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Should you buy a SAN?

By Andy Warren,

Thinking of implementing a SAN? Not sure what a SAN is? How does it work with SQL? I won't say I have all the answers, but I do have some recent experience that you might find interesting. Keep in mind I don't claim to be a SAN expert! References to storage will be primarily Dell hardware because that is what I use - there are plenty of similar options by other vendors and I don't have the experience to say one is better than the other, we just happen to use Dell as our main vendor.

Probably a good place to start is with a brief (and simplified) overview of the types of storage:

  • Internal. One or more drives that actually are contained within the server. Usually this limits your drive count to five or six due to space constraints. Cheapest solution. Redundancy via RAID.
  • External - Simple. Consists of a container that holds one to fifteen (more or less) drives. Attaches to the server using SCSI, appears to the server as internal storage. A good example is the Dell Powervault 220S. Cost is reasonable. Redundancy via RAID.
  • External - Network Attached Storage (NAS). NAS is really a dumb server with storage built in. You plug it in, put it on the network, you've got more storage. Appears to the server as a network resource (you'd map a drive to it to use it). Another Dell example. SQL can use this only if you enable trace flag 1807. Cost is reasonable. Redundancy via RAID.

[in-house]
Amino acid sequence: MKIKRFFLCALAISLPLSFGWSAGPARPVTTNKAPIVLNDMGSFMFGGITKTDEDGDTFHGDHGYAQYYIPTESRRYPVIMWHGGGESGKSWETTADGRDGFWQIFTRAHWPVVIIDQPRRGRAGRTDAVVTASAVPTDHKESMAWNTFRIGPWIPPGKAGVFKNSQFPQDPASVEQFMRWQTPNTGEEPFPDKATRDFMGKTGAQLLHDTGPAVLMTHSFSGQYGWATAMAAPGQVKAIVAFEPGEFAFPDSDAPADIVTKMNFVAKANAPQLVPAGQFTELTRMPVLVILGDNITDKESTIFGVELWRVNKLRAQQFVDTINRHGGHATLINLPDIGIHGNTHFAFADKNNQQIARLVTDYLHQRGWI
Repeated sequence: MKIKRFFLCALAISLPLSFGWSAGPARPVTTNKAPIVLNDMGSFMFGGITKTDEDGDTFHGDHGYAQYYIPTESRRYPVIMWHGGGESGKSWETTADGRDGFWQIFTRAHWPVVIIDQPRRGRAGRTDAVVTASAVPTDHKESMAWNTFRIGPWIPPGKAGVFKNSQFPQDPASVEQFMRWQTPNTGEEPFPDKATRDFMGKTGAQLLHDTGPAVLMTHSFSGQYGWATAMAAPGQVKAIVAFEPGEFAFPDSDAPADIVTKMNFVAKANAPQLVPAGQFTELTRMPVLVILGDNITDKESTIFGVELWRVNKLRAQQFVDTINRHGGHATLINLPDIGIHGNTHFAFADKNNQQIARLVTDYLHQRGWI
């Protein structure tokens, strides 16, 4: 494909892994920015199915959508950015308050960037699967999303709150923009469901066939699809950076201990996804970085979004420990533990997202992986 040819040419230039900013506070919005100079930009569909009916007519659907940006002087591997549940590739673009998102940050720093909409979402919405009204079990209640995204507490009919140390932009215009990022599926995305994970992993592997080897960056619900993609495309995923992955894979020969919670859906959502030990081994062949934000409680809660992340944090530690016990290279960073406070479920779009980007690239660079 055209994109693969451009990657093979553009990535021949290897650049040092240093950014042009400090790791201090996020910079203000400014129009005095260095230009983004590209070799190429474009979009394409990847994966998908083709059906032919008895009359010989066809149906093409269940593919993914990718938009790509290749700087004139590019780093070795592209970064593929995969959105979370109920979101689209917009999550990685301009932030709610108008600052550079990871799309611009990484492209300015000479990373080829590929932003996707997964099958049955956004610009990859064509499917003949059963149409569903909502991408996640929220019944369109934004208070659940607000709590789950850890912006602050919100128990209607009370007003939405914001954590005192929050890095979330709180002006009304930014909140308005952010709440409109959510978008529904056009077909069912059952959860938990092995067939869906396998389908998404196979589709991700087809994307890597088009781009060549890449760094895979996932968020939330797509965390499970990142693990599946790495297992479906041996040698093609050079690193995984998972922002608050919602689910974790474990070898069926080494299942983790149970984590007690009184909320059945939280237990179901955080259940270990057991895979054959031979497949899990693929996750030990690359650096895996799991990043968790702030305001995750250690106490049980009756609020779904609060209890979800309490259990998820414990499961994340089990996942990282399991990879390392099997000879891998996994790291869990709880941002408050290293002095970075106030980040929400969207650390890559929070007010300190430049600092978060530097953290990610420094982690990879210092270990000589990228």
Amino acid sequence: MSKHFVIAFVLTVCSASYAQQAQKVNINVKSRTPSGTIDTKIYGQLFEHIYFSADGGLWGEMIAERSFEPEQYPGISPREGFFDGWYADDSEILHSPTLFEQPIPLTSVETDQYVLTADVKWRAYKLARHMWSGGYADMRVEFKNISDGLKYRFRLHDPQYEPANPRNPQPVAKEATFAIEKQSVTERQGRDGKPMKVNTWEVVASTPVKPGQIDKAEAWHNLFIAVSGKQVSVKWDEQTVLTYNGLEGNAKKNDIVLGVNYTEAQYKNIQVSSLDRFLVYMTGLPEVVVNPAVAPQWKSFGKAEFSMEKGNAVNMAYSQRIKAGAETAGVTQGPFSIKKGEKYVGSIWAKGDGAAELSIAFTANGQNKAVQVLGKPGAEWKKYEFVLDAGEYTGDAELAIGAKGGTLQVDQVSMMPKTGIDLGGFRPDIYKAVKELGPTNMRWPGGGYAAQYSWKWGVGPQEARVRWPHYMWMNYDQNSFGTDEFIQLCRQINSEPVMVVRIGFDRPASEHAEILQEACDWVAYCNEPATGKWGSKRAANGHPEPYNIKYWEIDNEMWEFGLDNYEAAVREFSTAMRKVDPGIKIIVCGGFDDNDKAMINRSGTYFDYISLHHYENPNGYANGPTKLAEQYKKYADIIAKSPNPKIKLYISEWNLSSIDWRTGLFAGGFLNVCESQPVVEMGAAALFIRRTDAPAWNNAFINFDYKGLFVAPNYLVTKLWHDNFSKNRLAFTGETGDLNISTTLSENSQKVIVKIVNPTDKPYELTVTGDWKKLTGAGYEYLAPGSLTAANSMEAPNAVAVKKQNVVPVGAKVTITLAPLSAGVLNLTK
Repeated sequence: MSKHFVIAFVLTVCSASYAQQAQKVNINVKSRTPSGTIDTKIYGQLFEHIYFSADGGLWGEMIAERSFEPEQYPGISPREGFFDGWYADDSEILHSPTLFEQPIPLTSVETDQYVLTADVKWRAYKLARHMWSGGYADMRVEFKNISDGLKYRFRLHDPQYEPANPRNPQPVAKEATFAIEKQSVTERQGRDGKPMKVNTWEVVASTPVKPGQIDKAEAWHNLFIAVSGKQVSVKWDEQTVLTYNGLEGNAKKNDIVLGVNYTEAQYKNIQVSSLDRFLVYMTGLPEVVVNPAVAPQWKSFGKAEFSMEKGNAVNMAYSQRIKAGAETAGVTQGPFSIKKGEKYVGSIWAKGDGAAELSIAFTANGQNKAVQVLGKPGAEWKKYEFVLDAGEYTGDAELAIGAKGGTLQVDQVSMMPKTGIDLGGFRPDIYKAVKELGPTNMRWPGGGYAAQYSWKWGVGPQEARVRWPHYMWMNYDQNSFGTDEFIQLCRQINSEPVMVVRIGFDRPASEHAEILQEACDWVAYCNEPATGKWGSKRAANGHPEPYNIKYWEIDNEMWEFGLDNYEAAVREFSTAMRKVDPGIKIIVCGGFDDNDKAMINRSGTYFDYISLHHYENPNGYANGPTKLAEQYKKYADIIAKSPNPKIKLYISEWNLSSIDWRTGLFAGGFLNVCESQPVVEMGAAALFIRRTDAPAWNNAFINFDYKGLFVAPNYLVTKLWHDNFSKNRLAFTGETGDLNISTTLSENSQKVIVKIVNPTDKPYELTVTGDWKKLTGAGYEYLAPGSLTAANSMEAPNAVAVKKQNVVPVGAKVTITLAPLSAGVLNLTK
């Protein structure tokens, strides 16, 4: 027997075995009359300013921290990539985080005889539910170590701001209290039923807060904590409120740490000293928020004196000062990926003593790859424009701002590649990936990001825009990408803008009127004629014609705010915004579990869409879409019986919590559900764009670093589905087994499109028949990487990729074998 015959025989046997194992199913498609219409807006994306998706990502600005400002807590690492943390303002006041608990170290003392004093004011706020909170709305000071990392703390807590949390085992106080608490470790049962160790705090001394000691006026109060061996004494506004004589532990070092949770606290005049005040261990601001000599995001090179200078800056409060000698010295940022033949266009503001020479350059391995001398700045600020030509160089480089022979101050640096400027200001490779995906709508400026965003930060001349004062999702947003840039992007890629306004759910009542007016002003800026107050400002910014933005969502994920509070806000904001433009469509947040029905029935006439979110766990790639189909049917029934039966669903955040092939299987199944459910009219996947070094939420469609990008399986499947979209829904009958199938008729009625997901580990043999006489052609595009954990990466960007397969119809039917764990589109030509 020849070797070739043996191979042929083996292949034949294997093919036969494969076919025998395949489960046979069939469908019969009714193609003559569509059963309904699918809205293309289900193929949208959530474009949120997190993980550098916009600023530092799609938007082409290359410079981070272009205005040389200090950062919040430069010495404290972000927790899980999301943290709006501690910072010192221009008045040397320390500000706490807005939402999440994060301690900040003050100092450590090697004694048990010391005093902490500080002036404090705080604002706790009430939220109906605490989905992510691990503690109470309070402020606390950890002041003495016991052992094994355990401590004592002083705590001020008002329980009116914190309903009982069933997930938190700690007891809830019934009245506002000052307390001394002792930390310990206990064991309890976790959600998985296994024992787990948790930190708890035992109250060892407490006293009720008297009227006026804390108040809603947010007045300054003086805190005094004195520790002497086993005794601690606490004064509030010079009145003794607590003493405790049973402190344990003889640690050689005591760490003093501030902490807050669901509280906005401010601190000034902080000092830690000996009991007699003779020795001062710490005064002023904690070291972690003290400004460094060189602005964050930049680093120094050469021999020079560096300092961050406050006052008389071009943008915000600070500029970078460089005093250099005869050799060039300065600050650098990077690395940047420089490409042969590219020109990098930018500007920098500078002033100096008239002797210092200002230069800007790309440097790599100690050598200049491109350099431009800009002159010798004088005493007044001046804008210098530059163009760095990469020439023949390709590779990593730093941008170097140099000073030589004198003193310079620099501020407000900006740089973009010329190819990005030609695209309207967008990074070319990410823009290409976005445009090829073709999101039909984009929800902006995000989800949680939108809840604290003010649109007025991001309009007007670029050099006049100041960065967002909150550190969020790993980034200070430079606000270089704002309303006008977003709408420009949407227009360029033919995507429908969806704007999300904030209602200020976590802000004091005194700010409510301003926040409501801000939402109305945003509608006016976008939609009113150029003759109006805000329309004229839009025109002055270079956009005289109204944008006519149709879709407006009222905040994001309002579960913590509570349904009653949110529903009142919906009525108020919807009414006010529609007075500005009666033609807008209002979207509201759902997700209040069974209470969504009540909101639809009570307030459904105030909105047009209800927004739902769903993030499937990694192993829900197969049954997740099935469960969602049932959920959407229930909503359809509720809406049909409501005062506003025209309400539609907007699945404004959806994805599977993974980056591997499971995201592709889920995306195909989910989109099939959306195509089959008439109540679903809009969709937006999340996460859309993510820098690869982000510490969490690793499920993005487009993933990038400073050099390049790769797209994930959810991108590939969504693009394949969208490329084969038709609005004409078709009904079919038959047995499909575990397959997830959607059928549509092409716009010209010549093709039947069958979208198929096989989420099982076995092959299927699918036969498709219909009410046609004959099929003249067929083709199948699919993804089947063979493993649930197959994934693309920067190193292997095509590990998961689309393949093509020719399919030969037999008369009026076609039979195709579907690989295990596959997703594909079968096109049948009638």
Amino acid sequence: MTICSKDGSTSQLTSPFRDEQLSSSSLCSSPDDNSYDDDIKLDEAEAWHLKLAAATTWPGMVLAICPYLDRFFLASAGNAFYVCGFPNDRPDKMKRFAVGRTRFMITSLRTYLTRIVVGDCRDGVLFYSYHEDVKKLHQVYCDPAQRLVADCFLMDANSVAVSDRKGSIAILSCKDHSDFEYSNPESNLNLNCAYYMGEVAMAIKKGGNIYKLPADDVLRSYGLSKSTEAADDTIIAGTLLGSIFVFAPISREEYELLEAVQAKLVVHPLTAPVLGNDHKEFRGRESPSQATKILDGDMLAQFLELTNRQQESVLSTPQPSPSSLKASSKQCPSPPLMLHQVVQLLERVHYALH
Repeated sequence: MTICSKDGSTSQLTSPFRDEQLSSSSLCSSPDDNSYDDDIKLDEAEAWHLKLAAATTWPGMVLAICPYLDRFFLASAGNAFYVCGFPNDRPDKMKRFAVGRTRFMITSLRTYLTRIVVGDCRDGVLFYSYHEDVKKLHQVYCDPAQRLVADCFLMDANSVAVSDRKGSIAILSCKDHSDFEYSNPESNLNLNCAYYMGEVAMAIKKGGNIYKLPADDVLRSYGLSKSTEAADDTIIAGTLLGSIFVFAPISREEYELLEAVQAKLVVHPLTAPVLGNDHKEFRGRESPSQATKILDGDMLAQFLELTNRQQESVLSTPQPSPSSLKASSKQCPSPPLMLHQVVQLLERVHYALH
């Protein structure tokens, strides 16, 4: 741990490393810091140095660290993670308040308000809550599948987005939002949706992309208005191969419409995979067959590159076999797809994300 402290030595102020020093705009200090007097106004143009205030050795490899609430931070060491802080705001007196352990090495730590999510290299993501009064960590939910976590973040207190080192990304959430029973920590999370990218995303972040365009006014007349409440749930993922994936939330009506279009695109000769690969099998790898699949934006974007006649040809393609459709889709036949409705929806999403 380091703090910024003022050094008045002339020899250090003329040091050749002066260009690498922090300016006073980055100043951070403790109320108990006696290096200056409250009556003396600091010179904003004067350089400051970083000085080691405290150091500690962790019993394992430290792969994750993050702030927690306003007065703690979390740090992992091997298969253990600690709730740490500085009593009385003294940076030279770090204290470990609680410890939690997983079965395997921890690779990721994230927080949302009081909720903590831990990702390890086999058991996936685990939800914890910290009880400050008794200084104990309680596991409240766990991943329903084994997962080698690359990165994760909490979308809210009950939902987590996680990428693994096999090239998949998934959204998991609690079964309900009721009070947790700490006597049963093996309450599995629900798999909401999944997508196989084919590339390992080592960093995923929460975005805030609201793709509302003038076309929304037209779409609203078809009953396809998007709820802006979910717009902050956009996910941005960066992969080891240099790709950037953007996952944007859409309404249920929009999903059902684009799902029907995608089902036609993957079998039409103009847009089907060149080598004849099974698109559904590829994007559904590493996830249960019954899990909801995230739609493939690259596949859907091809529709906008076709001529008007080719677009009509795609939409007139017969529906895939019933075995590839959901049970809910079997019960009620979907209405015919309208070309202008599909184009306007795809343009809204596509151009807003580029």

• External - Storage Area Network (SAN). It's not quite a server, but it does have a built in OS. Storage appears as internal storage to the server, but the SAN can support multiple servers. Highly redundant, RAID plus redundant hardware (power supplies, fans, etc). Cost is high. Example is the Dell CX400 (really an EMC product). Greater complexity to install and manage.

Couple links giving you more details:





Pricing depends on who you buy from of course, and your pricing tier. Acquiring a terabyte of storage might cost you $20-25,000 at the low end for external or NAS, six figures for a SAN. In very broad terms, if you need to add space to your file server, NAS or just plain attached SCSI will work fine. If you need performance and high redundancy, then think about a SAN.

The idea of a SAN is to give you a "pool" of storage. Need more space, just add more drives. Not quite that simple, since drives need an enclosure (a box to hold to them, provide power, cooling, connectivity) that holds 10-15 drives. If the enclosure is full, you add another enclosure plus drives, but to the SAN, it just looks like more storage. To give you an example from my world, we went with the Dell CX400, starting with two enclosures, each holding 15 drives. It's expandable to four enclosures, and beyond that it's possible to do an in place upgrade to the higher capacity CX600. For the CX400, the max logical unit (LUN) is 16 drives, so if I have a LUN configured with 5 drives and I need more space (or just more spindles), I can add drives to the LUN, then depending on how the LUN is configured, I can expand the RAID set to stripe across all the drives.